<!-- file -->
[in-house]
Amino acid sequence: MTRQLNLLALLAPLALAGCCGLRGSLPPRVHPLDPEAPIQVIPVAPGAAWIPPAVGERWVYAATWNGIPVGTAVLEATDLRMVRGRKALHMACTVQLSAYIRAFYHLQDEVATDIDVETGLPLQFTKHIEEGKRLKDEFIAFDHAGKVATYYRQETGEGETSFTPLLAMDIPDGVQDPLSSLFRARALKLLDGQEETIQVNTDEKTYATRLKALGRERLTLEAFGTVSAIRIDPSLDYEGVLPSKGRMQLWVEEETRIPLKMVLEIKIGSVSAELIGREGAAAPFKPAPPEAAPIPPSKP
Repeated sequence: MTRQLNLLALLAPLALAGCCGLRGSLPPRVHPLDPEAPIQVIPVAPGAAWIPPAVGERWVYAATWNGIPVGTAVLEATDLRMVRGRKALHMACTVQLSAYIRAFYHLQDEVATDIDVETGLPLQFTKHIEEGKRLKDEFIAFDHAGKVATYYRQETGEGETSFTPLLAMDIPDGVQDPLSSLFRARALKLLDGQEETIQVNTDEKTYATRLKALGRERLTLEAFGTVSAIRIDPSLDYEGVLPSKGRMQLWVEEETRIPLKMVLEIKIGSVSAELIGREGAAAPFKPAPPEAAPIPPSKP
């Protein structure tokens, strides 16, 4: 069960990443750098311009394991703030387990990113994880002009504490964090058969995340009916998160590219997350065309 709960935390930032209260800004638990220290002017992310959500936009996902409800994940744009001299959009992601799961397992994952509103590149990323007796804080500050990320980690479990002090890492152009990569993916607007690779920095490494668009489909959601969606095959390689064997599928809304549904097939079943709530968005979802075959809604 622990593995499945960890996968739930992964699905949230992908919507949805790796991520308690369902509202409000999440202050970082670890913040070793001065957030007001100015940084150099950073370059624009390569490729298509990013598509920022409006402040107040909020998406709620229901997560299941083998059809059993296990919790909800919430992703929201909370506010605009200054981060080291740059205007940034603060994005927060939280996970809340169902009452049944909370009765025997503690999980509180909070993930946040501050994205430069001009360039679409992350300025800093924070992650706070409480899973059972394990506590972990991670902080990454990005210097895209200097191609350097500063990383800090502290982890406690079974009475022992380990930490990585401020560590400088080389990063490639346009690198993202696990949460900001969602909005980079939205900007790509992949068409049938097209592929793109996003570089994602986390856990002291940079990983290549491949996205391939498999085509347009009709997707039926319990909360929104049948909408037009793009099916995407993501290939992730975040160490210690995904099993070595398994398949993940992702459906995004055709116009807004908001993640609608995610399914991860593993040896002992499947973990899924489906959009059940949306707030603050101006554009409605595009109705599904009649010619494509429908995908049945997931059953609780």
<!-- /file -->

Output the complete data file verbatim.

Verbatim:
[in-house]
Amino acid sequence: MTRQLNLLALLAPLALAGCCGLRGSLPPRVHPLDPEAPIQVIPVAPGAAWIPPAVGERWVYAATWNGIPVGTAVLEATDLRMVRGRKALHMACTVQLSAYIRAFYHLQDEVATDIDVETGLPLQFTKHIEEGKRLKDEFIAFDHAGKVATYYRQETGEGETSFTPLLAMDIPDGVQDPLSSLFRARALKLLDGQEETIQVNTDEKTYATRLKALGRERLTLEAFGTVSAIRIDPSLDYEGVLPSKGRMQLWVEEETRIPLKMVLEIKIGSVSAELIGREGAAAPFKPAPPEAAPIPPSKP
Repeated sequence: MTRQLNLLALLAPLALAGCCGLRGSLPPRVHPLDPEAPIQVIPVAPGAAWIPPAVGERWVYAATWNGIPVGTAVLEATDLRMVRGRKALHMACTVQLSAYIRAFYHLQDEVATDIDVETGLPLQFTKHIEEGKRLKDEFIAFDHAGKVATYYRQETGEGETSFTPLLAMDIPDGVQDPLSSLFRARALKLLDGQEETIQVNTDEKTYATRLKALGRERLTLEAFGTVSAIRIDPSLDYEGVLPSKGRMQLWVEEETRIPLKMVLEIKIGSVSAELIGREGAAAPFKPAPPEAAPIPPSKP
């Protein structure tokens, strides 16, 4: 069960990443750098311009394991703030387990990113994880002009504490964090058969995340009916998160590219997350065309 709960935390930032209260800004638990220290002017992310959500936009996902409800994940744009001299959009992601799961397992994952509103590149990323007796804080500050990320980690479990002090890492152009990569993916607007690779920095490494668009489909959601969606095959390689064997599928809304549904097939079943709530968005979802075959809604 622990593995499945960890996968739930992964699905949230992908919507949805790796991520308690369902509202409000999440202050970082670890913040070793001065957030007001100015940084150099950073370059624009390569490729298509990013598509920022409006402040107040909020998406709620229901997560299941083998059809059993296990919790909800919430992703929201909370506010605009200054981060080291740059205007940034603060994005927060939280996970809340169902009452049944909370009765025997503690999980509180909070993930946040501050994205430069001009360039679409992350300025800093924070992650706070409480899973059972394990506590972990991670902080990454990005210097895209200097191609350097500063990383800090502290982890406690079974009475022992380990930490990585401020560590400088080389990063490639346009690198993202696990949460900001969602909005980079939205900007790509992949068409049938097209592929793109996003570089994602986390856990002291940079990983290549491949996205391939498999085509347009009709997707039926319990909360929104049948909408037009793009099916995407993501290939992730975040160490210690995904099993070595398994398949993940992702459906995004055709116009807004908001993640609608995610399914991860593993040896002992499947973990899924489906959009059940949306707030603050101006554009409605595009109705599904009649010619494509429908995908049945997931059953609780």